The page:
Is Your God a Mean Drunk?

The Peace Tree is pleased to present a guest post today from Matthew Phillips.

Is Your God a Mean Drunk?

At my church, the pastor is leading a forum on God and violence. In the discussion, there was general agreement that we did not want to believe in a God that is randomly violent. But one parishioner asked what we should think of a God that is predictably violent, in that he inflicts certain consequences as a result of certain behaviors.

The pastor compared this sort of God to an alcoholic parent, whose rages are triggered by certain behaviors of the child. Of course it is monstrous to be violent to a child and inconsistent with parental love, and the pastor's comparison implied that such a God was not fully worthy of our worship.

Another parishioner suggested that a God who inflicts violent consequences as a result of certain actions is exhibiting tough love. This is a view consistent with conservative and fundamentalist Christianity, which has to reconcile "God is love" with "Kill all the priests of Baal!" The pastor gave us a question for next week's discussion: What are the consequences of believing in this sort of God?

Then at the coffee hour after the service, there was a Palestinian artist selling olive wood carvings of Christmas decorations and othe religious art to benefit the Christians of Israel and the Palestinian territories. This witness of faith from the forgotten people of a holy land torn by unholy war suggested some answers to the pastor's question.

One consequence of belief in a predictably violent God is that many American christians uncritically support the actions of the government of Israel, no matter how inconsistent that government's actions may be with the best principles of Judaism and Christianity. It means that many Christians believe in God as a sort of cosmic real estate broker, such that only particular sons and daughters of Abraham have any civil rights in Israel and Palestine, for fear that God will not bless them if they do not so believe.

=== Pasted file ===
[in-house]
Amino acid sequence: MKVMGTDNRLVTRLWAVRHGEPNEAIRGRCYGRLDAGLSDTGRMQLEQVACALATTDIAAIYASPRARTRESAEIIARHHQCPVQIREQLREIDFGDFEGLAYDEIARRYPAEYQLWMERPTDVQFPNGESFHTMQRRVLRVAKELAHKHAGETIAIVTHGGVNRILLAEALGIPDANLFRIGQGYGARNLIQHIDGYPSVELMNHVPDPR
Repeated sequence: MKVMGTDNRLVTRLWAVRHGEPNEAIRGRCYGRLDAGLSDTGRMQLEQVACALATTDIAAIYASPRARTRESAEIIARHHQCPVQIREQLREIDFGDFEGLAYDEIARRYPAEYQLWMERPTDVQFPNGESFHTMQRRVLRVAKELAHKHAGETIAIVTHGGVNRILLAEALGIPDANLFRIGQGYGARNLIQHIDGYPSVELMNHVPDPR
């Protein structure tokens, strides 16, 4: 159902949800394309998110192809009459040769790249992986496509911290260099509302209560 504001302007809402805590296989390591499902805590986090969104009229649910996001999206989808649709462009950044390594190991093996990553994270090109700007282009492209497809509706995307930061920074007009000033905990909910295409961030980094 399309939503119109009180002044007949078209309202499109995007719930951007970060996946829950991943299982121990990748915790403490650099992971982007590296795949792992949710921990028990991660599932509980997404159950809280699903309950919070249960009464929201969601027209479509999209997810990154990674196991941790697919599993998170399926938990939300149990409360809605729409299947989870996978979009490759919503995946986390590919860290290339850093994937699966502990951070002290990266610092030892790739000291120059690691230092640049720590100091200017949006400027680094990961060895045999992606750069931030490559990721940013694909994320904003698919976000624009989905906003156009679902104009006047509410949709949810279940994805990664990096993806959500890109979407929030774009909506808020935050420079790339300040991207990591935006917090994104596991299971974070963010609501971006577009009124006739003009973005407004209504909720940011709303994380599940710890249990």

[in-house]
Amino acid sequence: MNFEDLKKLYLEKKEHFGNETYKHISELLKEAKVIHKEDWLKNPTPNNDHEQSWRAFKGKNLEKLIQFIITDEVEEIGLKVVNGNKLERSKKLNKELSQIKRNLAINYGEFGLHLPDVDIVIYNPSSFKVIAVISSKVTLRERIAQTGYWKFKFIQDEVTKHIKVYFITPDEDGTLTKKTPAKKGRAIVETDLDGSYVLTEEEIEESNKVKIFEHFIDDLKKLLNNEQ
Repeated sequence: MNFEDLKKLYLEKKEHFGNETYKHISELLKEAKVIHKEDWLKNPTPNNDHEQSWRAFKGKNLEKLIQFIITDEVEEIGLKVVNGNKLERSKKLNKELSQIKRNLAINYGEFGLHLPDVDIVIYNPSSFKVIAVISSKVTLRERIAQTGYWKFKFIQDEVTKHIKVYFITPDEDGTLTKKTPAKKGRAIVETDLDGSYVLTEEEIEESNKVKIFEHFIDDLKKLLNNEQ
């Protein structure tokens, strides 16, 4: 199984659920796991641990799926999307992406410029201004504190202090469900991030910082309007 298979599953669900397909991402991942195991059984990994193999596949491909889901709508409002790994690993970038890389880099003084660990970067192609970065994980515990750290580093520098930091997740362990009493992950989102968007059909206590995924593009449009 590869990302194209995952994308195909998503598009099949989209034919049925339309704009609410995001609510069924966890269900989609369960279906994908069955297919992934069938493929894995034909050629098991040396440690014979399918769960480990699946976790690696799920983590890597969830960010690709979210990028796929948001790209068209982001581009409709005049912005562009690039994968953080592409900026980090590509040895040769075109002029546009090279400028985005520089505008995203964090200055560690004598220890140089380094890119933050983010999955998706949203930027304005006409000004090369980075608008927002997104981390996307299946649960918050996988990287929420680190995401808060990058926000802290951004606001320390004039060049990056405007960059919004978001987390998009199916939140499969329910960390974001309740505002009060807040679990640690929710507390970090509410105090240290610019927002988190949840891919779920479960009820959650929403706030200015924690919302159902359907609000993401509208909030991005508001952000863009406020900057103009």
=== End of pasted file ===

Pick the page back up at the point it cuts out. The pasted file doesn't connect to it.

Some of these Christians support an extreme, militant sort of Zionism that will trigger, in their view, a literal battle of Armageddon. And we are meant to believe this will usher in the reign of the Prince of Peace. Belief in the God-who-is-love-unless causes people to try to curry favor with him out of superstitious fear and out of a vision of a blessed world that just does not include those of us who are in the "unless" categories.

This would include those forgotten Palestinian christians, whom Jesus despises, according to this view, in favor of people who reject his messiahship, because these people are just more 'chosen' than they are. Of course, such a view goes against the great weight of most of the teachings attributed to Jesus. This Jesus rejects those preach and prophesy in his name but fail to do justice and love mercy to all. This Jesus gives us the choice to love all or be none of his. This Jesus is perplexed by those who, in his name, oppose the granting of rights to others that they insist on for themselves.

While it may be true that Jeffersonian secularism was never intended to divorce utterly our spiritual values from our political ones, it is probably also true that no one sectarian interpretation of the will of God should be permitted to give absurdity the upper hand over sweet reason. While others may wish to support a political agenda based on belief in a God who is love, except when he isn't, I will not fear hellfire and damnation for pursuing one that is based on the principles of love, peace, and justice for all.

Matt Phillips

Please visit Matt at his home blog

Peace y'all

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